As technology and techniques in the hunt for terrestrial planets improves, we are finding that terrestrial planets seem to exist in a wide variety of star system types. In a presentation to the American Astronomical Society in St. Louis, MI on June 2, a team of astronomers stated that they used the Microlensing Observations in Astrophysics II telescope (New Zealand) to find a planet around a brown dwarf star. The planet is estimated as being about three times the mass of Earth.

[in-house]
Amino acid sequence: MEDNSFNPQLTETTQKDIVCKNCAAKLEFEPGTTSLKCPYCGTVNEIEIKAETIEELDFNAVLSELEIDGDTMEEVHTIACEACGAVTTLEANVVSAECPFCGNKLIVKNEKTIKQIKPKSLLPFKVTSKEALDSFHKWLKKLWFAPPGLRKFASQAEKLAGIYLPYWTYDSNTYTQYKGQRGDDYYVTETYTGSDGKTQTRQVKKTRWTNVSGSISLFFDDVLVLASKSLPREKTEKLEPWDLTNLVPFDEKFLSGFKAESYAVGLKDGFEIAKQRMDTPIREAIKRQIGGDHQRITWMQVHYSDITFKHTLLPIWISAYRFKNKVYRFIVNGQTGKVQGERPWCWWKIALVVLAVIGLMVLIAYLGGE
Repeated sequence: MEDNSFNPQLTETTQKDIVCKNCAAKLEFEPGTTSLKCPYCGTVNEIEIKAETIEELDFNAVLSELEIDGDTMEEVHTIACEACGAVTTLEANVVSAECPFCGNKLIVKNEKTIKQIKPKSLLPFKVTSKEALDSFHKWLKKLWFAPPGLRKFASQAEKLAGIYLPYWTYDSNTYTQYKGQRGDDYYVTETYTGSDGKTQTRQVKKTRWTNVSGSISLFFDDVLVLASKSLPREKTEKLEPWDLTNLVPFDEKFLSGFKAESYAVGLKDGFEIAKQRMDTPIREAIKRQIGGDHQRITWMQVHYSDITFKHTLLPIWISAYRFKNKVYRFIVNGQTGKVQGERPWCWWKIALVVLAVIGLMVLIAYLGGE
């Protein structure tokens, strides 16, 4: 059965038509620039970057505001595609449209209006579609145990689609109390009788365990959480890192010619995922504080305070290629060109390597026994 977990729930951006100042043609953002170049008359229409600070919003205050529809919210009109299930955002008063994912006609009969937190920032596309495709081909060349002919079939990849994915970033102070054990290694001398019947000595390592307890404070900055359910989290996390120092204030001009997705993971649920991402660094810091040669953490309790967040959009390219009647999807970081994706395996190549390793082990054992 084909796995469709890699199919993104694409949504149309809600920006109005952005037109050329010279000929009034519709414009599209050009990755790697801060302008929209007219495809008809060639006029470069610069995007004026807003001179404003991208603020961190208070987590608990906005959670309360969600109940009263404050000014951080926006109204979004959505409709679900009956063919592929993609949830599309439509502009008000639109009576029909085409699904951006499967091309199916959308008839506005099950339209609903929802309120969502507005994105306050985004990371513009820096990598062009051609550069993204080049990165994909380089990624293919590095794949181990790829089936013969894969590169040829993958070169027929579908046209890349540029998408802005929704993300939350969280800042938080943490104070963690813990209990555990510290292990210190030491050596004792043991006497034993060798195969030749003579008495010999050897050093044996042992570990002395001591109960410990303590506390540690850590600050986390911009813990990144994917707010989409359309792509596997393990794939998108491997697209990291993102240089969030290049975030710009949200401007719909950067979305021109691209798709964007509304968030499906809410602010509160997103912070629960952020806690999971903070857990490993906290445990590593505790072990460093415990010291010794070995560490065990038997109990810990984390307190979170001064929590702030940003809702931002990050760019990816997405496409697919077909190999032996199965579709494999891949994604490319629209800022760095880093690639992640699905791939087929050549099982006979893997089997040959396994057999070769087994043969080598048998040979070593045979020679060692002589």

The particular world discovered by the scientific team orbits a start about 300 light-years from our Solar System. It's orbit is likely as large as that of Venus around our Sun. According to current estimates, it most likely is made up ice and rock.
As more worlds are found, it seems to me that human understanding must accept that there is a very high likelihood that life exists beyond of Earth. There may come a day in our life times when such existence of life becomes completely undeniable.
Source: Astronomy Sept 2008 - Another super-Earth discovered